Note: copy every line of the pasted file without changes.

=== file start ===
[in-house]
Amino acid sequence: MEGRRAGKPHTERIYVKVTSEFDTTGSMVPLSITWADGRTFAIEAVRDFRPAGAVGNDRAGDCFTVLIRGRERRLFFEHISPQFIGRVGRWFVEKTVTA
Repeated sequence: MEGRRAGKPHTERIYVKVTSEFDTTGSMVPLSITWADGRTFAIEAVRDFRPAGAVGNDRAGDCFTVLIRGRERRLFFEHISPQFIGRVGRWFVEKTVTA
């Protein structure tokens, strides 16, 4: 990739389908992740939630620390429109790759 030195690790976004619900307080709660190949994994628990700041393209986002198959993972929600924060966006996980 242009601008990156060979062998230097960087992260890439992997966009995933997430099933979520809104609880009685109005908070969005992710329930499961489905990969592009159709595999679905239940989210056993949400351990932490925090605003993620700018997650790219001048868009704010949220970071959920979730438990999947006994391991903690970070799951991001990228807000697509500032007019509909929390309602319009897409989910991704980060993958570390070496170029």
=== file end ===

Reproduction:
[in-house]
Amino acid sequence: MEGRRAGKPHTERIYVKVTSEFDTTGSMVPLSITWADGRTFAIEAVRDFRPAGAVGNDRAGDCFTVLIRGRERRLFFEHISPQFIGRVGRWFVEKTVTA
Repeated sequence: MEGRRAGKPHTERIYVKVTSEFDTTGSMVPLSITWADGRTFAIEAVRDFRPAGAVGNDRAGDCFTVLIRGRERRLFFEHISPQFIGRVGRWFVEKTVTA
């Protein structure tokens, strides 16, 4: 990739389908992740939630620390429109790759 030195690790976004619900307080709660190949994994628990700041393209986002198959993972929600924060966006996980 242009601008990156060979062998230097960087992260890439992997966009995933997430099933979520809104609880009685109005908070969005992710329930499961489905990969592009159709595999679905239940989210056993949400351990932490925090605003993620700018997650790219001048868009704010949220970071959920979730438990999947006994391991903690970070799951991001990228807000697509500032007019509909929390309602319009897409989910991704980060993958570390070496170029």